Fishing Report courtesy of Guide, Matt Morrison

Toccoa Tailwater: The tailwater has been fishing good. TVA is still sluicing at 400cfs, so float fishing has been best, but you can still wade around the access points. With last week’s air temps touching the 80’s, the fishing would slow down as the day went on, then picking up again in the afternoons. With this cold snap, fishing has been pretty steady through the day. The bug hatches have been starting a bit later though, so have some Parachute Adams or Parachute BWO’s in sz 16-18 with you. A lot of the BWOs and midges are tiny so fish the smallest dries you can. Because yes, fish can see that. Midges and Blue Wings have been killer on these cooler days, but the caddis aren’t done yet. Once the temps start getting back into the 50s, we will probably see more tan and October caddis again. We have been finally getting some rain here and there. During these days, or while the water is stained after, keep a stonefly as your point fly. You may not catch every fish on the stonefly but it will definitely attract some attention in stained water. Worms are also a great choice behind the stonefly after the rain. Once the water gets clearer, keep the stone but throw a more natural fly off of the back like a BWO or a Midge.

Browns are going to start spawning here soon. If you see spots where gravel looks a little lighter than surrounding areas or places that look like they’ve been fanned off, just steer clear of it! If you’re lucky enough to see a fish sitting on a redd, leave them be. It is a cool thing to watch and to take a video, but the spawning season takes a lot of energy out of them. These fish try to spawn every year, so leave them be so we can have a better fishery. 

Upper Toccoa: The upper was low and clear the past couple of weeks and most fish were been condensed into the deeper holes. Thanks to some well-needed rain, the flows on the Upper Toccoa have been a little higher, hopefully spreading a few of those fish out. As of 11/16, the USGS gauge read 375 (still a good flow for wading). A lot of those fish have had a lot of junk fly patterns drifted past them, so throwing flies that are more natural, but have flash or a hotspot should work. Water temperatures are going to be cold, so Airlocks are a better option than dry-dropper rigs to make sure you’re getting down to those fish in deeper holes. Swinging buggers with soft hackle patterns behind them can be effective during these colder days.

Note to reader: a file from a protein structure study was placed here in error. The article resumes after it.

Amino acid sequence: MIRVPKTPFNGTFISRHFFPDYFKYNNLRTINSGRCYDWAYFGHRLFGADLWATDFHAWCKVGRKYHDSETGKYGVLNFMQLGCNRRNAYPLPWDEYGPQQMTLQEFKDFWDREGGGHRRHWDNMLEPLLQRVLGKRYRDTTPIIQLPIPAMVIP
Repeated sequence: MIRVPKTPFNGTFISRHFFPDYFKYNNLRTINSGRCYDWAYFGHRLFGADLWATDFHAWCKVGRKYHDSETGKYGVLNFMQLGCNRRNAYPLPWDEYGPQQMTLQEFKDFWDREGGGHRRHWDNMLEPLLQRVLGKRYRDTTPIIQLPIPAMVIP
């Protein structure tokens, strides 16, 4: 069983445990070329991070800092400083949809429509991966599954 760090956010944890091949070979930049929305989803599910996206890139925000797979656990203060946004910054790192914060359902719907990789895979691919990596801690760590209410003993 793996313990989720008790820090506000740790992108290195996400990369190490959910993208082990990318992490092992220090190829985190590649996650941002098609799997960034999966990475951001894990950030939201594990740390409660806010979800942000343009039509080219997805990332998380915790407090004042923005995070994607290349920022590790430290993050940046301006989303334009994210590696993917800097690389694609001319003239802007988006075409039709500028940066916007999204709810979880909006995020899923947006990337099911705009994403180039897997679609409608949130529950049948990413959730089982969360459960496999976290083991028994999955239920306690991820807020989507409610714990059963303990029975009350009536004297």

Small Streams: With the rain this past week and more to come in the forecast, the bump in flows should flush a lot of what’s left of the leaves out. Stoneflies feed on the leaves and get dislodged with the higher flows. Dry-dropper rigs with a Pat’s Rubber Legs and a Blue Winged Olive nymph (BWO) is a solid option. Something like a small pheasant tail variation or mayfly nymphs in black, gray, or olive. If the water is dirtied up from rain, swap the BWO for a worm. Brown trout in the wild trout streams are spawning, so watch your step for any redds or light patches of gravel.


Hot Flies:

Pheasant Tails (16-18)

Clearwater Emerger (16-20)

Zebra Midge (16-20)

Rainbow Warrior (16-18)

Pats Rubber Legs (8-12)

TungStone (8-12)

Parachute Adams (16-20

Parachute BWO (16-20)

Elk Hair Caddis Tan (14-18)

Elk Hair Caddis Orange (12-14)

In other news, the Christmas and Holiday season is approaching! If you’re doing some early shopping, stop by the shop! We’re stocked with a great selection of apparel from brands like Simms, Orvis, Howler Brothers, Duck Camp, and FreeFly. We’ve got a great selection of fishing gear and stocking stuffer ideas as well. Feel free to call us if you’re looking for the latest fishing report or hot flies! (706) 946-3044.

Cohutta Fishing Company

490 East Main Street

Blue Ridge, GA 30513